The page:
We know that visible (white) light is made of up a spectrum of various wavelengths of light, with each associated with a separate distinct colour. When the sunlight goes through a water droplet, it acts as a tiny prism which disperses the light. Dispersing the light means breaking it open into it’s separate coloured wavelengths.

The waves of light move more slowly through water than through air, so as they enter the droplet the beams are forced to slow down and this makes them bend slightly (refract).

The beam of light reflects again on the inner surface of the droplet refracting once more and exiting at another point, where it speeds up again upon reaching the air. The refraction of light at these two points causes the dispersion of light into it’s spectrum of colours as visible to our eye. The pathway of a single light wave is shown in the diagram below.

u14l4b1

This is where it becomes more complicated. First let’s look at why the rainbow is presented in the specific order of red, orange, yellow, green, blue indigo and violet.

Each light wave travels at a slightly different speed through water, and therefore refract at slightly different angles. The diagram shows the difference between the shortest wave (indigo) compared to the longest wave (red). The others all fit neatly between the two. The shorter waves refract at a slightly greater angle than the longer waves. This is described as the angle of deviation.

Next, let’s ask why we only see light exiting the droplet at one point? Does all of the light enter the droplet at one specified location (as per the simplified diagram above)? The answer is no. Light waves enter the droplet many different points, and are refracted inside and beam out in a jumble of colours. So why do we see the colours individually in a neat row? This is because of the angle of deviation.

Each individual wave in the spectrum refracts at a specific angle as we have said, with the red refracting out of the droplet at a slightly steeper angle than orange and so on. So, although the light enters and exits at many points, and refracts into a number of individual spectrums, there is always a maximum point at which each wave can exit. This greatest concentration of outgoing waves of each individual colour is located at the pre-determined angle of deviation, and to the observer it is here that it shines the brightest.

This also explains the next part of the question. Why is the sky lighter underneath a rainbow? Past the maximum angle of indigo’s deviation there can only be a mixture of colours – where the exiting waves converge again, which results in white light, meaning that the sky is lighter.

Why does a rainbow form an arc? A full rainbow is actually a circle, but from the ground we can only see a part of it.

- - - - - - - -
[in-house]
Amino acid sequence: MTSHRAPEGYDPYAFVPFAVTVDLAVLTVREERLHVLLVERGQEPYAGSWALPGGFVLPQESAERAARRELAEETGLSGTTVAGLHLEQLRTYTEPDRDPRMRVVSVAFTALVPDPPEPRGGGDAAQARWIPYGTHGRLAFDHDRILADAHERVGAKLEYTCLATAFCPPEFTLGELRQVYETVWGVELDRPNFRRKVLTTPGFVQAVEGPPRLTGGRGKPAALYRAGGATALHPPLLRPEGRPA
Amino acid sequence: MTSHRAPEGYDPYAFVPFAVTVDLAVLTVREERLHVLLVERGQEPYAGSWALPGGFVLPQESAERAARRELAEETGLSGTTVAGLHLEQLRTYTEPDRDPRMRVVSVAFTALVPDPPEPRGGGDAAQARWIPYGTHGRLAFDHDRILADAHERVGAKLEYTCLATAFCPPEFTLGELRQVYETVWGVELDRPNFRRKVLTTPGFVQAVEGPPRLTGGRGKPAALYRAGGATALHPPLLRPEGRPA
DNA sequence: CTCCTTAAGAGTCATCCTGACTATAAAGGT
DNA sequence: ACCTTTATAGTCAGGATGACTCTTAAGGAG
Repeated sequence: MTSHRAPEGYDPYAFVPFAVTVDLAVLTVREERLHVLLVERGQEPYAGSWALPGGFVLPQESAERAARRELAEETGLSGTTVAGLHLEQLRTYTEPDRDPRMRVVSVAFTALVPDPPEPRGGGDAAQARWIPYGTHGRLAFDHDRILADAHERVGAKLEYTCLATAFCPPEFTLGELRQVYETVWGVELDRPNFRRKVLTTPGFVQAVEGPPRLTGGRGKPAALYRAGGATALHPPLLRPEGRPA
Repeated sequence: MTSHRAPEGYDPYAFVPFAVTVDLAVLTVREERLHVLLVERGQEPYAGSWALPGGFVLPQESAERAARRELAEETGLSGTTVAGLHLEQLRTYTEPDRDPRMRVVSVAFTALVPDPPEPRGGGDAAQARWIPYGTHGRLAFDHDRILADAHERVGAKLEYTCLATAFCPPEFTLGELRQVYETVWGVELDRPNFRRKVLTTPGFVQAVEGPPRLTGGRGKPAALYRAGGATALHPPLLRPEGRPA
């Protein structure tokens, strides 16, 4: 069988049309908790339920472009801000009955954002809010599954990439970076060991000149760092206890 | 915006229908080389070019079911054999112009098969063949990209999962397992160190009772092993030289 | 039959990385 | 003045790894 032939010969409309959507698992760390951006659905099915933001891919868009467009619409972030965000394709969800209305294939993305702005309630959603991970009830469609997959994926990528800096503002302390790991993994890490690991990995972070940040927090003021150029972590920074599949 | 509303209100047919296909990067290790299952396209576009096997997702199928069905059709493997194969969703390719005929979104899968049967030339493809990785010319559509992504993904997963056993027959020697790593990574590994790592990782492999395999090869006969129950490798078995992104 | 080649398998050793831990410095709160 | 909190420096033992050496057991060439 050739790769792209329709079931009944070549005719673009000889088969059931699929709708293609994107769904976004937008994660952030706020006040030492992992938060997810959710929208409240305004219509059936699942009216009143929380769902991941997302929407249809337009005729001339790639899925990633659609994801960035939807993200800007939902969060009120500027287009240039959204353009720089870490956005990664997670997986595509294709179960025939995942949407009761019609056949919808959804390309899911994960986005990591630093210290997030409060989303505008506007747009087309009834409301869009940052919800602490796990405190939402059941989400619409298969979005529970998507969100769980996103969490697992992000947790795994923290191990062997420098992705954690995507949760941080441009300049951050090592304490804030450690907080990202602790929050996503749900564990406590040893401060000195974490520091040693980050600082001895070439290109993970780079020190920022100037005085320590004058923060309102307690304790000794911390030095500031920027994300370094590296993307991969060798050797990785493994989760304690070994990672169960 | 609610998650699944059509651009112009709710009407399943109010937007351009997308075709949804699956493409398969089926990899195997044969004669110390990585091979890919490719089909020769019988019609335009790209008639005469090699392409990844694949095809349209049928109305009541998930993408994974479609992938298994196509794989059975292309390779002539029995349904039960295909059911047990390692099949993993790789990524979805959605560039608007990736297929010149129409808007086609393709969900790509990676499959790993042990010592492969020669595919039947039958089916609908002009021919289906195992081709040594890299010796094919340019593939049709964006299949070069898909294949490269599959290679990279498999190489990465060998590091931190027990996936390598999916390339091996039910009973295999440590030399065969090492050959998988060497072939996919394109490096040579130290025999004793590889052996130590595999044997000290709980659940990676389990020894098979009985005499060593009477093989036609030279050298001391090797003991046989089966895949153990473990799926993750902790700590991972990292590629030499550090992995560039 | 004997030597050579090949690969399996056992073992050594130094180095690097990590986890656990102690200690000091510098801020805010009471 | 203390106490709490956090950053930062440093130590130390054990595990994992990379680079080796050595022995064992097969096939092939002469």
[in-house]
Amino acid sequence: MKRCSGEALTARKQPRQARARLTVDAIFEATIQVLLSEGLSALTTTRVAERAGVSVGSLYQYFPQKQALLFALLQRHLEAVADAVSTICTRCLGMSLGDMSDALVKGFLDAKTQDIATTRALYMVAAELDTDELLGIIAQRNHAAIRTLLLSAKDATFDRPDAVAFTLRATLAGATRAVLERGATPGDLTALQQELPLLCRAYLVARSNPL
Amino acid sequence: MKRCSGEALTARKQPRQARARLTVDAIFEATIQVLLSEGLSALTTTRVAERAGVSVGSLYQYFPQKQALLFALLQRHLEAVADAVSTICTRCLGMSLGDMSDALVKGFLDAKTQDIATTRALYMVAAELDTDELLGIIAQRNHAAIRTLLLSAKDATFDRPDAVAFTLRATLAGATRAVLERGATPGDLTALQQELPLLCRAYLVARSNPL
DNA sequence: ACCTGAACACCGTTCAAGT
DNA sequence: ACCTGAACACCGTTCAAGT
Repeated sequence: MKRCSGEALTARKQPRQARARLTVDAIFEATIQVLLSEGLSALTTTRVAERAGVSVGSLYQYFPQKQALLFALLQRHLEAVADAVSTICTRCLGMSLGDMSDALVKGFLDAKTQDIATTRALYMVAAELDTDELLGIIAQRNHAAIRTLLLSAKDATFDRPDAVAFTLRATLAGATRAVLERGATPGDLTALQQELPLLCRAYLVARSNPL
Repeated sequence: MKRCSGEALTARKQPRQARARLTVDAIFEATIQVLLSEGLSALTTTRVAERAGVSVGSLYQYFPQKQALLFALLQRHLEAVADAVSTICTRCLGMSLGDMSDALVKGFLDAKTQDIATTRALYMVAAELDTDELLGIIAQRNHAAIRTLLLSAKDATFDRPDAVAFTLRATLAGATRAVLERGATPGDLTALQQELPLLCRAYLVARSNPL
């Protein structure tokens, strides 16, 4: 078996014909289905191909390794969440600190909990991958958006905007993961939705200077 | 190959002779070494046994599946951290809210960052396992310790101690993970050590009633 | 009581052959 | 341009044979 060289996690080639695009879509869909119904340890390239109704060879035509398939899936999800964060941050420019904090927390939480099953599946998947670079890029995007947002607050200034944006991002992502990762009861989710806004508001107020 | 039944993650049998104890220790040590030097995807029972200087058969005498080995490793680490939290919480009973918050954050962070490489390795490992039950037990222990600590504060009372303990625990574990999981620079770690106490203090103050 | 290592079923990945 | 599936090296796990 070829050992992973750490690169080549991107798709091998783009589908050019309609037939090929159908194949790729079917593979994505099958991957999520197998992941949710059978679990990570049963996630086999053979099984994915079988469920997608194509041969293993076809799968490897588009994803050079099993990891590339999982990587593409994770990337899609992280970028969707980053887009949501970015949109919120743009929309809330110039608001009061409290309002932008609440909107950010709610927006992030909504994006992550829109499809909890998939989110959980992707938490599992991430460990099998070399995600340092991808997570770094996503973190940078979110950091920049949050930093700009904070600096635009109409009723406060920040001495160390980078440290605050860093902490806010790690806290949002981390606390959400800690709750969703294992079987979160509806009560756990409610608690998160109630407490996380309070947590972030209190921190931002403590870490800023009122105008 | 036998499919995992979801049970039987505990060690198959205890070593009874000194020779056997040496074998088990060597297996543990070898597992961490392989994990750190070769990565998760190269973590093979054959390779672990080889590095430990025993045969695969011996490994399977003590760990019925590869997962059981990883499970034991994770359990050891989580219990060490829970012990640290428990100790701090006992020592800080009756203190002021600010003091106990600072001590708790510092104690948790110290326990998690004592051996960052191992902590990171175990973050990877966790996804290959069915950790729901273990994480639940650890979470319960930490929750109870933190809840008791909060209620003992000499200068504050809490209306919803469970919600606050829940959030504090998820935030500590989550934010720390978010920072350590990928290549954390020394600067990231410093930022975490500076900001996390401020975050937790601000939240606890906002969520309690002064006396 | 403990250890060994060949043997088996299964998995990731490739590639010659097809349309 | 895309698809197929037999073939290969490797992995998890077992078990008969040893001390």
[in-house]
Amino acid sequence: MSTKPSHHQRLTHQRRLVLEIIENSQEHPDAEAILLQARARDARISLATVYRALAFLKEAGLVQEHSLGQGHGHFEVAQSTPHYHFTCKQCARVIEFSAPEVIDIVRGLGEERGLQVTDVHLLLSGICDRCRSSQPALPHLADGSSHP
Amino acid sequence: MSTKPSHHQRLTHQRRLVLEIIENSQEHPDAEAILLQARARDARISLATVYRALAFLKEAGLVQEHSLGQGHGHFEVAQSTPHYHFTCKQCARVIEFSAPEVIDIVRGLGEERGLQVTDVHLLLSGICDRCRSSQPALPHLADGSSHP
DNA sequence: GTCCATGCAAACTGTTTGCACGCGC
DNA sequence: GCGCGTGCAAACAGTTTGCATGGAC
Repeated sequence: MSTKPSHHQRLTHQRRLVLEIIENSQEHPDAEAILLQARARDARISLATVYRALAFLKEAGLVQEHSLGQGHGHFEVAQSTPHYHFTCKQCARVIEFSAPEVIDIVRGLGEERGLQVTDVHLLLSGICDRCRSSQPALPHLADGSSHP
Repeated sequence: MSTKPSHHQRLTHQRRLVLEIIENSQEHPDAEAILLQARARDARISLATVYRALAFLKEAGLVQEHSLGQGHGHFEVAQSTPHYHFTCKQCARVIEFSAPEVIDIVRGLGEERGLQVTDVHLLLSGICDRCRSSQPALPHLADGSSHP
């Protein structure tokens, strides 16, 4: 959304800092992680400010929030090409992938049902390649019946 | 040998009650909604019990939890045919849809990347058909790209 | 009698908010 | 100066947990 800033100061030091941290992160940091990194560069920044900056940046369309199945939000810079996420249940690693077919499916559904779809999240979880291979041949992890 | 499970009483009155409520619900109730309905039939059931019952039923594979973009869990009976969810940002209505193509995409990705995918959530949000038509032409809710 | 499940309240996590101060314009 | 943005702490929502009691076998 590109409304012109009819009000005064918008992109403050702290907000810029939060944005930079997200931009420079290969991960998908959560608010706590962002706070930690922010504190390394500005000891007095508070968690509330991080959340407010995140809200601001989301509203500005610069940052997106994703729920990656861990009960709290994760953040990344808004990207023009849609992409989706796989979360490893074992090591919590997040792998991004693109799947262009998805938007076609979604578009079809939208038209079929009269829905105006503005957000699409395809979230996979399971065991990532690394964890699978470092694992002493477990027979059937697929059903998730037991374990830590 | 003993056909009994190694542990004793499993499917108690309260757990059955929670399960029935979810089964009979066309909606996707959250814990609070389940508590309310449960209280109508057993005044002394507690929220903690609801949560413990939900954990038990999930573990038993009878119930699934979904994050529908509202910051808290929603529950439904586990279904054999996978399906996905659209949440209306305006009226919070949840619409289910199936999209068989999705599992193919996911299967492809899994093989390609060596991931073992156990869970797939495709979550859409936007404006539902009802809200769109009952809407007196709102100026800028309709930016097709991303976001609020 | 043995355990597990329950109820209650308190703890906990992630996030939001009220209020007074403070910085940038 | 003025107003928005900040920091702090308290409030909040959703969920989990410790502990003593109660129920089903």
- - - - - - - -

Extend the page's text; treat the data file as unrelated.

Why do we sometimes see two rainbows? Secondary rainbows are fainter to the eye than the primary rainbow, and if you look carefully you will notice that they display the colours in reverse, with red at the bottom and indigo at the top. They are formed when the light waves are reflected twice inside the inner surface of a water droplet.

Photosynthesis

photosynthesis

Photosynthesis is another of those theories that many people recognise by name. ‘The process by which plants convert sunlight to energy, using chlorophyll inside the leaves (which make them green)’ is the regurgitated phrase many people would use to describe it. There is actually an awful lot going on inside a leaf, far more than we imagine.

Plants have special light-gathering macro-molecules at their surface, which are composed of chromophores. The chromophores are astonishingly good at transferring energy from sunlight to a chemical energy that can be used by the plant. Around 95% of the sunlight gathered is converted almost instantaneously.

How does this happen? Scientists are beginning to suspect that quantum mechanics is at work. To set the scene let’s remind ourselves of the quantum theory that light can behave as both waves and also particles. The particles of light are known as photons, individual tiny packages of light.

Meanwhile, chromophores on the surface of the plant appear to vibrate and pulse in a continuous, coherent motion, which allows energy exchange between each molecule (explained in the following quotation).

Energy transfer in light-harvesting macromolecules is assisted by specific vibrational motions of the chromophores. We found that the properties of some of the chromophore vibrations that assist energy transfer during photosynthesis can never be described with classical laws, and moreover, this non-classical behaviour enhances the efficiency of the energy transfer. ~ Dr Alexandra Olaya-Castro (UCL Physics & Astronomy), supervisor and co-author of the research

When a single photon excites the chromophores it is able to travel down many different energy pathways at once, searching for the most efficient route to the reaction centre (where the actual chemical reaction takes place).  To reiterate, a single photon travels down numerous vibrational pathways simultaneously – it is in many places at the same time!

This is known as superposition.

This was analysed in a study which looked at the behaviour of a single molecule of purple bacteria. The fact that the photons of light seemed to behave according to quantum theory was a real surprise for scientists who did not expect such a thing under biological conditions. The following is an extract from the abstract of the report.

The crucial step in the conversion of solar to chemical energy in photosynthesis takes place in the reaction centre, where the absorbed excitation energy is converted into a stable charge-separated state by ultrafast electron transfer events.

However, the fundamental mechanism responsible for the near-unity quantum efficiency of this process is unknown.

We reveal the presence of electronic coherence between excitons as well as between exciton and charge-transfer states that we argue to be maintained by vibrational modes.

Furthermore, we present evidence for the strong correlation between the degree of electronic coherence and efficient and ultrafast charge separation. We propose that this coherent mechanism will inspire the development of new energy technologies.

The final point in the abstract is the most interesting. If we can really understand what is happening inside a plant we could mimic the process to develop ultra efficient and incredibly fast ways of harnessing sunlight into usable energy. I am sure we will hear a lot more about this in the future!

What do you think? Have we missed out an essential example?

We would love to hear from you!